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Report on “Nuns in the West I”

Report on “Nuns in the West I”

A group of nuns from the 2003 Nuns in the West program.
We soon became spiritual sisters, with remarkable trust and exchange between us.

Imagine Chinese Buddhists going to the airport to pick up Catholic nuns, looking for figures swathed in long black habits and starched veils, and being puzzled when women in skirts appeared instead. Imagine Catholic nuns at dinner at a Chinese temple gingerly picking at the unfamiliar, strange looking food before them. This was the first evening of the Catholic-Buddhist nuns’ conference organized by the Catholic organization, Monastic Interreligious Dialogue, and sponsored by the Hsi Lai Temple in California, May 23-26, 2003. Despite (or maybe because of) our humorous beginning, we soon became spiritual sisters, with remarkable trust and exchange between us.

The 30 participants were split equally between Catholic and Buddhist, with a Hindu nun and an Orthodox nun as well. We marveled at and learned from our diversity: among the Catholics were nuns from the Order of St. Benedict and sisters from several different orders that focused on active service to society. Among the Buddhists were nuns from the Korean, Chinese, Theravadin, and Tibetan traditions, and priests following Japanese Zen.

It was just us nuns—no reporters, no observers, no formal agenda. We wanted to be able to discuss freely, without presenting papers or making statements. Of course the press and men were interested. “What in the world do a group of religious women talk about behind closed doors?” they wondered.

Our days were long, beginning with morning prayers with the monastic community at Hsi Lai Temple, continuing with several morning and afternoon sessions, and concluding with an evening circle. Our sessions began with Buddhist chants and Christian inspirational songs in which all joined. The first day each of us spoke, giving a snapshot of her life and spiritual quest. We spoke not of theology but of practice and experience. From this emerged various common concerns that we discussed in depth on the second day.

One theme was balance: How do we balance our inward spiritual life of prayer with our active outer life of social service? How do we balance tradition and customs with being pioneers who adapt to ever-changing societies? How do we balance community life with the need for solitude?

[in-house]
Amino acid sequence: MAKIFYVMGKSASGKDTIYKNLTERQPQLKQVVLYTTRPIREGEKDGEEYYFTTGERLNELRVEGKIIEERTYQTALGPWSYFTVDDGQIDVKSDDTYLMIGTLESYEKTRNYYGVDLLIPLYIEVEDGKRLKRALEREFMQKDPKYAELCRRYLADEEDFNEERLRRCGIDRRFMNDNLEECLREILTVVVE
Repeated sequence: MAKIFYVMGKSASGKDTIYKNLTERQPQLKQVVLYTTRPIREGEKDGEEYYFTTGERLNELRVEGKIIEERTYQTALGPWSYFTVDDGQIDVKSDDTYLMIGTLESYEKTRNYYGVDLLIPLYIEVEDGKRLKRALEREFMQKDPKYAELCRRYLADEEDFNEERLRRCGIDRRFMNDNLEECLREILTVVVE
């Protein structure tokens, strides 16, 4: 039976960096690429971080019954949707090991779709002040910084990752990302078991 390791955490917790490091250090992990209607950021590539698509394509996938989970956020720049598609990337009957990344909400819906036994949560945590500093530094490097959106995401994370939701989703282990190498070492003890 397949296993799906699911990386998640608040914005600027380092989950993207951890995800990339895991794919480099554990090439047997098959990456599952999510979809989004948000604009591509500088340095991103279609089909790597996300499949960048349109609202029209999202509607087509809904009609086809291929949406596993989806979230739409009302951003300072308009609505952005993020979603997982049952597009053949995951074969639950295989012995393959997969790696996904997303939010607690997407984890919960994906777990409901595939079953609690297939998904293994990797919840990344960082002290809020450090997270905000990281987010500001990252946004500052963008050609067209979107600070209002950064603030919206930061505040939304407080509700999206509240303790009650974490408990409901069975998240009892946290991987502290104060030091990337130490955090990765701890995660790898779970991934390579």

A second theme focused on community: What types of communities do we live in? What are elements of healthy communities? How does community life enhance our spiritual development? How is living in spiritual communities a form of social engagement? What is community leadership?

A third theme was spiritual cultivation: What does meditation consist of? What is contemplation? What does cultivation mean in our respective traditions? Are there stages or different activities? How do we remain engaged when we traverse times of spiritual impasse? How does spiritual cultivation and emotional maturity relate to each other? What is the role of a teacher, and how does a teacher discern what is necessary for a disciple at any particular time?

We discussed these themes in small groups. I was touched by the genuine interest the Catholic sisters had in how we Buddhist nuns trained and meditated. I was also moved by the integrity and confidence of the Catholic nuns, many of whom had been ordained for four or five decades.

The depth of our dialogue and trust was illustrated the last evening when Sr. Meg Funk, the main Catholic organizer, related an incident with Venerable Yifa, the main Buddhist organizer. In an elevator one day, Venerable Yifa, renowned for her feistiness, looked Sr. Meg in the eye and said, “Meg, you’re so intelligent. Do you really believe in God?” When the group heard this, we all burst out laughing, but the following day a few of us took up the question. Our discussion was interrupted by the arrival of the van to the airport, leaving us eager to meet again with our spiritual siblings.

View photos and more information about “Nuns in the West.”
Read a report and interviews from “Nuns in the West I.”

Venerable Thubten Chodron

Venerable Chodron emphasizes the practical application of Buddha’s teachings in our daily lives and is especially skilled at explaining them in ways easily understood and practiced by Westerners. She is well known for her warm, humorous, and lucid teachings. She was ordained as a Buddhist nun in 1977 by Kyabje Ling Rinpoche in Dharamsala, India, and in 1986 she received bhikshuni (full) ordination in Taiwan. Read her full bio.